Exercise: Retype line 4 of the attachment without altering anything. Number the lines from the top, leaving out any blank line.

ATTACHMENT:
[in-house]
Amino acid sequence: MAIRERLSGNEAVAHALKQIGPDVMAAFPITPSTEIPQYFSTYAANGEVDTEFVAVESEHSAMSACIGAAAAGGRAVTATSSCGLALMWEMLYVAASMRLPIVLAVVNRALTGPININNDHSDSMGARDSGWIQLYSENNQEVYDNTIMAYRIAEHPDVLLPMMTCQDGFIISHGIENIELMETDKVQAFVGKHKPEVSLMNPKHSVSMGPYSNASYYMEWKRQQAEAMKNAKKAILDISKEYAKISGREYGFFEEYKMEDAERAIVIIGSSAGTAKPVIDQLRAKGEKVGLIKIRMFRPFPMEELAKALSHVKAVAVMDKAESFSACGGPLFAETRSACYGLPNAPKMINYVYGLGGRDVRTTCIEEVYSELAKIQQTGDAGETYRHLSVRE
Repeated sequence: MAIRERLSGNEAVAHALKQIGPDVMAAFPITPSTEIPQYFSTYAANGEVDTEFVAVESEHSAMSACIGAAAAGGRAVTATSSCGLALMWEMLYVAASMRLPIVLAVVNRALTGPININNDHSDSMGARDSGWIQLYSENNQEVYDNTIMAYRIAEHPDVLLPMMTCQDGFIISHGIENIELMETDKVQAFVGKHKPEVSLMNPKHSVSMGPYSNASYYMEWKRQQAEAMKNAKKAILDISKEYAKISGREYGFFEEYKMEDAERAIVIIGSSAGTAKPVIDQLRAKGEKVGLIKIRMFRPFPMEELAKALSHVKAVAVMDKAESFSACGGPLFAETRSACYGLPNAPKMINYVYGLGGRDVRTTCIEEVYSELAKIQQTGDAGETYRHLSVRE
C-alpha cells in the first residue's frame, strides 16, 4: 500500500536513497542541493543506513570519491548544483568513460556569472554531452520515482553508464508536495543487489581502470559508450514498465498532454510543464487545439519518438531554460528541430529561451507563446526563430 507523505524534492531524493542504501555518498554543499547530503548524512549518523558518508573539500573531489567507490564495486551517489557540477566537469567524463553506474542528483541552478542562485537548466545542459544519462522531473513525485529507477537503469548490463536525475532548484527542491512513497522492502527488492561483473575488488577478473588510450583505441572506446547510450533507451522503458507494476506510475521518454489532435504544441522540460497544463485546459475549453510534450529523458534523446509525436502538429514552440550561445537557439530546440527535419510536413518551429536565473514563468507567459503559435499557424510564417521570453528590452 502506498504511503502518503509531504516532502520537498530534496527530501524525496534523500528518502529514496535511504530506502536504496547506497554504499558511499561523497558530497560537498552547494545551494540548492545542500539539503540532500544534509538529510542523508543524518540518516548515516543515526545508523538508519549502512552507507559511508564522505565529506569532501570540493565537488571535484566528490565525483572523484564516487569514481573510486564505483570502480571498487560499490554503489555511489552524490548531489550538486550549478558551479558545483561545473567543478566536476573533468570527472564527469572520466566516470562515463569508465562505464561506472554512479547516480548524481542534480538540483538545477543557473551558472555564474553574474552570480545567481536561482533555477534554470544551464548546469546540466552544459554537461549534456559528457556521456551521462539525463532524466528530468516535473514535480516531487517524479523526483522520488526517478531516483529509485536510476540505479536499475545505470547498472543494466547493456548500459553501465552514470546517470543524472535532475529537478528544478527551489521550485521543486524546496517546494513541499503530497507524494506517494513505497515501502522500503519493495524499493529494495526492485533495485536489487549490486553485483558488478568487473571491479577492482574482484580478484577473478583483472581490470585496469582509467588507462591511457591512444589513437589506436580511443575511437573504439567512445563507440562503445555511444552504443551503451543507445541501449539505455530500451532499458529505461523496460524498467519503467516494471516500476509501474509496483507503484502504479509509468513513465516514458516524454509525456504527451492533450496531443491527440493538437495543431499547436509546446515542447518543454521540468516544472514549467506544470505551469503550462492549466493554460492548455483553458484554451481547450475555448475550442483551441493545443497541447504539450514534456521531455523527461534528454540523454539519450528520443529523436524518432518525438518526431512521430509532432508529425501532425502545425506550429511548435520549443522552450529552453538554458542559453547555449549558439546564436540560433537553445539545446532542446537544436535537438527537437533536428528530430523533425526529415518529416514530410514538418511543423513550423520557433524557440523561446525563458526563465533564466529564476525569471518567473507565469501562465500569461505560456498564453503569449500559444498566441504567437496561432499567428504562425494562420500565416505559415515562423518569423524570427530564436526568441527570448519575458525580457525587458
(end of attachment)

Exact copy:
C-alpha cells in the first residue's frame, strides 16, 4: 500500500536513497542541493543506513570519491548544483568513460556569472554531452520515482553508464508536495543487489581502470559508450514498465498532454510543464487545439519518438531554460528541430529561451507563446526563430 507523505524534492531524493542504501555518498554543499547530503548524512549518523558518508573539500573531489567507490564495486551517489557540477566537469567524463553506474542528483541552478542562485537548466545542459544519462522531473513525485529507477537503469548490463536525475532548484527542491512513497522492502527488492561483473575488488577478473588510450583505441572506446547510450533507451522503458507494476506510475521518454489532435504544441522540460497544463485546459475549453510534450529523458534523446509525436502538429514552440550561445537557439530546440527535419510536413518551429536565473514563468507567459503559435499557424510564417521570453528590452 502506498504511503502518503509531504516532502520537498530534496527530501524525496534523500528518502529514496535511504530506502536504496547506497554504499558511499561523497558530497560537498552547494545551494540548492545542500539539503540532500544534509538529510542523508543524518540518516548515516543515526545508523538508519549502512552507507559511508564522505565529506569532501570540493565537488571535484566528490565525483572523484564516487569514481573510486564505483570502480571498487560499490554503489555511489552524490548531489550538486550549478558551479558545483561545473567543478566536476573533468570527472564527469572520466566516470562515463569508465562505464561506472554512479547516480548524481542534480538540483538545477543557473551558472555564474553574474552570480545567481536561482533555477534554470544551464548546469546540466552544459554537461549534456559528457556521456551521462539525463532524466528530468516535473514535480516531487517524479523526483522520488526517478531516483529509485536510476540505479536499475545505470547498472543494466547493456548500459553501465552514470546517470543524472535532475529537478528544478527551489521550485521543486524546496517546494513541499503530497507524494506517494513505497515501502522500503519493495524499493529494495526492485533495485536489487549490486553485483558488478568487473571491479577492482574482484580478484577473478583483472581490470585496469582509467588507462591511457591512444589513437589506436580511443575511437573504439567512445563507440562503445555511444552504443551503451543507445541501449539505455530500451532499458529505461523496460524498467519503467516494471516500476509501474509496483507503484502504479509509468513513465516514458516524454509525456504527451492533450496531443491527440493538437495543431499547436509546446515542447518543454521540468516544472514549467506544470505551469503550462492549466493554460492548455483553458484554451481547450475555448475550442483551441493545443497541447504539450514534456521531455523527461534528454540523454539519450528520443529523436524518432518525438518526431512521430509532432508529425501532425502545425506550429511548435520549443522552450529552453538554458542559453547555449549558439546564436540560433537553445539545446532542446537544436535537438527537437533536428528530430523533425526529415518529416514530410514538418511543423513550423520557433524557440523561446525563458526563465533564466529564476525569471518567473507565469501562465500569461505560456498564453503569449500559444498566441504567437496561432499567428504562425494562420500565416505559415515562423518569423524570427530564436526568441527570448519575458525580457525587458